Back in the late 1950s, The HSUS printed this mission statement on its membership cards: “Every Field of Humane Work—EVERYWHERE." But even our founders could not have anticipated how today The HSUS and its affiliates bring so many tools to the fight.
The recent landmark legal victory in the International Court of Justice against Japan’s commercial whaling activities in the Southern Ocean has had me thinking about our work in the courts. In 2005, my colleague Mike Markarian and I reached out to Jonathan Lovvorn, then an attorney at a public interest law firm, about heading and building a dedicated legal unit for animals. Less than a decade later, we’ve grown our team to 24 litigators—aided by a network of over 1,000 pro bono lawyers from the nation’s top law firms—and this team is working like never before to help all animals, on both the domestic and international stages, and to bring new levels of firepower to our cause.
Fifteen years ago, the Humane Society International’s legal team helped devise the theory under which Australia would take Japan to court over its illegal whaling. But it’s our current legal team that is developing a skilled approach to animal law, developing ideas about how to defend animals under contemporary legal frameworks, and putting those ideas into play in the courts.
Our international legal team has been working to defend the European Union’s historic ban on the sale of seal products. Canada and Norway have challenged Europe’s ban at the World Trade Organization (WTO), in yet another attempt to prop up their collapsing sealing industries. It hasn’t been enough to close markets for seal products; we’ve had to work hard to defend those trade restrictions in the international sphere. We’ve already scored one big victory in the WTO’s recent ruling upholding Europe’s ban–the first time that a WTO panel has upheld a law on moral grounds for animal welfare reasons, and a fantastic precedent for future action to stop the global trade in exotic wildlife, ivory and other cruelly produced products. Now the case is on appeal, and our team is there, fighting for all commercially hunted seals.
On the domestic front, our team has been working to block a lawsuit trying to roll back California’s protections for egg-laying hens. In 2008, we passed landmark reform for California’s farm animals through Proposition 2, and two years later we persuaded California’s legislature to extend Proposition 2’s protections to all eggs sold in the state. That infuriated factory farmers, who have persuaded six states—Alabama, Kentucky, Missouri, Nebraska, Oklahoma and the Governor of Iowa – to sue California in a last-ditch effort to overturn its protections for egg-laying hens. Our litigators are determined to stop them, and we’ve brought in heavyweight pro bono partners from the law firms Latham & Watkins and Schiff Hardin to help our team defend this farm animal protection law.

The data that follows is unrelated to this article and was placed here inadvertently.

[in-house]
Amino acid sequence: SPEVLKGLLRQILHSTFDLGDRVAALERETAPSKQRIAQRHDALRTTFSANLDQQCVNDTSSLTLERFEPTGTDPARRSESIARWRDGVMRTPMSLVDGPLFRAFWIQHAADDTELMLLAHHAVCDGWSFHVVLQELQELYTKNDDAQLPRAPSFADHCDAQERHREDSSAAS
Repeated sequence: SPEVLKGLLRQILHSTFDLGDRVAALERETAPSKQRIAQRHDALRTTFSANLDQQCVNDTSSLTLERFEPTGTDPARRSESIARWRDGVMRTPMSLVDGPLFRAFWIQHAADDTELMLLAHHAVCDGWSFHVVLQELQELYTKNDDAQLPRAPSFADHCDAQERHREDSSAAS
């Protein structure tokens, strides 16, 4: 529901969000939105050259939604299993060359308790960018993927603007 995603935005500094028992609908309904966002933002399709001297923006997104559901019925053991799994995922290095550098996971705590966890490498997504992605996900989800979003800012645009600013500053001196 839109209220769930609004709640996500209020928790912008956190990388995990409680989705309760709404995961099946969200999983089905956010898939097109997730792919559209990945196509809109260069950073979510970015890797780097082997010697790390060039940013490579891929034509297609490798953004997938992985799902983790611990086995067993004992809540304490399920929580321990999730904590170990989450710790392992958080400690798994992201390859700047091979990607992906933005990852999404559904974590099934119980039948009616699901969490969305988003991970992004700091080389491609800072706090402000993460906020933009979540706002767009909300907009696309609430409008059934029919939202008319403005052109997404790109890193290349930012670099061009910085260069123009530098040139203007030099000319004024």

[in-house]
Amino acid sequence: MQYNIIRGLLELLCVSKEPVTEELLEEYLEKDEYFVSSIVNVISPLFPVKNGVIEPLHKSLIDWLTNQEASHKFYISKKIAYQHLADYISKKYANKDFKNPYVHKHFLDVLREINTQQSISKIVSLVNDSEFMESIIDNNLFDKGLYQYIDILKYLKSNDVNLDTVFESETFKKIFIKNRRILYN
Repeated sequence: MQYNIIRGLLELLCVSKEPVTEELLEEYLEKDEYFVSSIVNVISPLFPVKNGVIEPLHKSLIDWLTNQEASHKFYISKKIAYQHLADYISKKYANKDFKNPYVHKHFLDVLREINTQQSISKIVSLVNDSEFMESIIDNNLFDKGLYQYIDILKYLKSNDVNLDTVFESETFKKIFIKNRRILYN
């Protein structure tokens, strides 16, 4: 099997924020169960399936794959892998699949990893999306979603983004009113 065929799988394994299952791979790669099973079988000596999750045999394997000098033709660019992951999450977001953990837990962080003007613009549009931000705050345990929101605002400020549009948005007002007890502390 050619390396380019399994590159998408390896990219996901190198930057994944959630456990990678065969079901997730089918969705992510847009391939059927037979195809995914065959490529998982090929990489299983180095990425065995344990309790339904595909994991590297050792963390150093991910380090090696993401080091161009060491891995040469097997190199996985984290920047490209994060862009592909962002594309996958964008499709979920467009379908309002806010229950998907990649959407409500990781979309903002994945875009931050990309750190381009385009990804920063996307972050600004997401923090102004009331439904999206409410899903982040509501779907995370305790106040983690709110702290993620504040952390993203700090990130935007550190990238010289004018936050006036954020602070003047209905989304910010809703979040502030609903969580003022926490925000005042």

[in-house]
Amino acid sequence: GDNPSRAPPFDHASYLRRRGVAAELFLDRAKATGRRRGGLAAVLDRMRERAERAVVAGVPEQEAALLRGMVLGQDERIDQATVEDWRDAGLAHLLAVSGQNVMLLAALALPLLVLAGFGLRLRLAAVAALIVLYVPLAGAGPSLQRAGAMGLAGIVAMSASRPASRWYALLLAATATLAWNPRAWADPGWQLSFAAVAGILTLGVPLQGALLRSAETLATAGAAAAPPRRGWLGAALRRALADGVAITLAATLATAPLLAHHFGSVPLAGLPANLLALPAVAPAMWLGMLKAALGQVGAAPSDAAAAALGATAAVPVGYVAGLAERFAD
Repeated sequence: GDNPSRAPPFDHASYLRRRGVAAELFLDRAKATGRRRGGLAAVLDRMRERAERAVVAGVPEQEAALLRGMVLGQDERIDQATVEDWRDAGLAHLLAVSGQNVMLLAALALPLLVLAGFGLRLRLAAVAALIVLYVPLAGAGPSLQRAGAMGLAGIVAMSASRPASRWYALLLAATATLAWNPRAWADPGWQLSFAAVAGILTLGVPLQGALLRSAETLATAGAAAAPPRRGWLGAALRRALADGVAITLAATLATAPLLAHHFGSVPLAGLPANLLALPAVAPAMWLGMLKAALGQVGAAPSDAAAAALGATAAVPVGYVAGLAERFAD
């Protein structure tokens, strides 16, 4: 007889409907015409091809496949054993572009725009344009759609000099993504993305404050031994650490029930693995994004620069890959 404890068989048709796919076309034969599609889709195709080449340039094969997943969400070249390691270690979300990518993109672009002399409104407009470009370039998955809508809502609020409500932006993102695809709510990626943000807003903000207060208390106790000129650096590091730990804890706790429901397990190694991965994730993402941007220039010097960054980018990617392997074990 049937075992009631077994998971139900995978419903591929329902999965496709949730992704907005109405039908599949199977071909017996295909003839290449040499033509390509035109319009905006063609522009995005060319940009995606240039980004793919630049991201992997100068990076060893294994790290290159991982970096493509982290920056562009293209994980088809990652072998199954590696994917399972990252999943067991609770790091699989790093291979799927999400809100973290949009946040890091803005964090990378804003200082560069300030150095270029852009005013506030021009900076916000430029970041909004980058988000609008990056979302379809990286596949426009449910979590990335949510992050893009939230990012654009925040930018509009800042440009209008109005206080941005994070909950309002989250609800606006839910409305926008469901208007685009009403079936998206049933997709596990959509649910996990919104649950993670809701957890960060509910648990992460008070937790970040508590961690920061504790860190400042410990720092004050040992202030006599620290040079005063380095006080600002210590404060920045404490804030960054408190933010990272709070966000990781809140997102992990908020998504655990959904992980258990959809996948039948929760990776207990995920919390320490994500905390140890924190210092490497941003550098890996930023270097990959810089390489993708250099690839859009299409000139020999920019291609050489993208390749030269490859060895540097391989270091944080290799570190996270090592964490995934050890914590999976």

In fact, our litigators have been very active in protecting humane progress in California recently. In the last few months, they’ve successfully defended California laws banning the sale of both shark fins and foie gras. We advocated strongly for the passage of both laws which ban two cruel practices—cutting the fins off live sharks before dumping them back into the ocean to drown, and force-feeding geese and ducks so their livers blow up to several times their normal size. But once we helped to pass these laws, we faced inevitable lawsuits from special interests who claimed, incredibly, that they had a constitutional right to continue these abusive practices. In the end, our litigators helped persuade federal courts to reject both challenges, with both courts ruling that the laws expressed California’s legitimate interest in combating cruelty.
That sentiment was strengthened by a $155 million judgment that our litigators secured in California (though the defendants were only able to pay $4 million of that amount to the federal government, and a smaller share to The HSUS). The judgment came in a government fraud lawsuit filed by The HSUS and later joined by the Department of Justice, stemming from our 2008 undercover investigation into the Hallmark Westland slaughter plant in Chino, California. That investigation revealed shocking and widespread mistreatment of “downed” dairy cows – cows who are too sick or injured to walk.
And, of course, our litigators have continued to fight in our long-running battle to end the slaughter of American horses. When the ban on the federal inspection of horse slaughter expired last year, they partnered with Front Range Equine Rescue to save horses from slaughter. While our federal affairs team advocated on Capitol Hill for a legislative solution, our litigators successfully stopped any horse slaughter plants from opening here. That teamwork resulted in a ban on horse slaughter on American soil, and we are now working to adopt a federal legislative ban on exports of live horses for slaughter to Canada and Mexico.
Our legal team consults with law enforcement, drafts state and federal legislation, advises community advocates on legal strategies to help animals, brings critical cases and so much more. It’s as if the animals have a major law firm working for them every day, helping drive reform and bringing new and critical gains to the cause of protecting all animals.